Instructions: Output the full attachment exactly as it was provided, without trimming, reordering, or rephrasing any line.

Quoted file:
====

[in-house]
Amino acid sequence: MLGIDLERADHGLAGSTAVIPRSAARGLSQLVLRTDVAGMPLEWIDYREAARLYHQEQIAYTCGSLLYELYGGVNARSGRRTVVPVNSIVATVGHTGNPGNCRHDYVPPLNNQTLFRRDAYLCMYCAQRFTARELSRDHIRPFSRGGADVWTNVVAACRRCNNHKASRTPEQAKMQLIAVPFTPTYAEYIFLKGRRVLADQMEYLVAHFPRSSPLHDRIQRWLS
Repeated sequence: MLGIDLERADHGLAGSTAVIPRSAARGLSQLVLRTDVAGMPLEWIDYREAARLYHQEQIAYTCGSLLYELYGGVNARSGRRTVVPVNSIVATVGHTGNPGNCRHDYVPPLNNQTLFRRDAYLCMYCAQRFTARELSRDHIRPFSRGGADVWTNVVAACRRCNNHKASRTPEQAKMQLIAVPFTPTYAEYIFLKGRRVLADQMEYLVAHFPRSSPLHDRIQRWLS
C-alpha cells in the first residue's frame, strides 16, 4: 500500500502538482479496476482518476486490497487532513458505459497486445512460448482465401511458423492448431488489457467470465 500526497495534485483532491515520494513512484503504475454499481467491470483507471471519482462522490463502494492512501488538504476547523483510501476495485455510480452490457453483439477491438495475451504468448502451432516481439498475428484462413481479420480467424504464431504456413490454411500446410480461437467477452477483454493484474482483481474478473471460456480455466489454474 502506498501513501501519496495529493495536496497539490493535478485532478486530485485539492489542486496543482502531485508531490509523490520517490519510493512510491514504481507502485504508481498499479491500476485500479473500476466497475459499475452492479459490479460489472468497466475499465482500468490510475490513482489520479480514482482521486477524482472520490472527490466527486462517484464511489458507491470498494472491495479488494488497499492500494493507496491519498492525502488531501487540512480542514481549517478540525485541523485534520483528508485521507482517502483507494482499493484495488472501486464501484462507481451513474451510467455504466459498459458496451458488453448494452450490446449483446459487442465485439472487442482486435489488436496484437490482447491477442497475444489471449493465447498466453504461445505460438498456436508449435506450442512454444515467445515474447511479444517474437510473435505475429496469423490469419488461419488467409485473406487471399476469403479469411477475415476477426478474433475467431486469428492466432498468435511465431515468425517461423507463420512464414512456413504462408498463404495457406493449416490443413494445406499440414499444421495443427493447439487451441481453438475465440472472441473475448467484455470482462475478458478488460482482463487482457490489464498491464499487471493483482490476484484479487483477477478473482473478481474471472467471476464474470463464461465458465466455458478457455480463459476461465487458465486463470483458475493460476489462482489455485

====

[in-house]
Amino acid sequence: MLGIDLERADHGLAGSTAVIPRSAARGLSQLVLRTDVAGMPLEWIDYREAARLYHQEQIAYTCGSLLYELYGGVNARSGRRTVVPVNSIVATVGHTGNPGNCRHDYVPPLNNQTLFRRDAYLCMYCAQRFTARELSRDHIRPFSRGGADVWTNVVAACRRCNNHKASRTPEQAKMQLIAVPFTPTYAEYIFLKGRRVLADQMEYLVAHFPRSSPLHDRIQRWLS
Repeated sequence: MLGIDLERADHGLAGSTAVIPRSAARGLSQLVLRTDVAGMPLEWIDYREAARLYHQEQIAYTCGSLLYELYGGVNARSGRRTVVPVNSIVATVGHTGNPGNCRHDYVPPLNNQTLFRRDAYLCMYCAQRFTARELSRDHIRPFSRGGADVWTNVVAACRRCNNHKASRTPEQAKMQLIAVPFTPTYAEYIFLKGRRVLADQMEYLVAHFPRSSPLHDRIQRWLS
C-alpha cells in the first residue's frame, strides 16, 4: 500500500502538482479496476482518476486490497487532513458505459497486445512460448482465401511458423492448431488489457467470465 500526497495534485483532491515520494513512484503504475454499481467491470483507471471519482462522490463502494492512501488538504476547523483510501476495485455510480452490457453483439477491438495475451504468448502451432516481439498475428484462413481479420480467424504464431504456413490454411500446410480461437467477452477483454493484474482483481474478473471460456480455466489454474 502506498501513501501519496495529493495536496497539490493535478485532478486530485485539492489542486496543482502531485508531490509523490520517490519510493512510491514504481507502485504508481498499479491500476485500479473500476466497475459499475452492479459490479460489472468497466475499465482500468490510475490513482489520479480514482482521486477524482472520490472527490466527486462517484464511489458507491470498494472491495479488494488497499492500494493507496491519498492525502488531501487540512480542514481549517478540525485541523485534520483528508485521507482517502483507494482499493484495488472501486464501484462507481451513474451510467455504466459498459458496451458488453448494452450490446449483446459487442465485439472487442482486435489488436496484437490482447491477442497475444489471449493465447498466453504461445505460438498456436508449435506450442512454444515467445515474447511479444517474437510473435505475429496469423490469419488461419488467409485473406487471399476469403479469411477475415476477426478474433475467431486469428492466432498468435511465431515468425517461423507463420512464414512456413504462408498463404495457406493449416490443413494445406499440414499444421495443427493447439487451441481453438475465440472472441473475448467484455470482462475478458478488460482482463487482457490489464498491464499487471493483482490476484484479487483477477478473482473478481474471472467471476464474470463464461465458465466455458478457455480463459476461465487458465486463470483458475493460476489462482489455485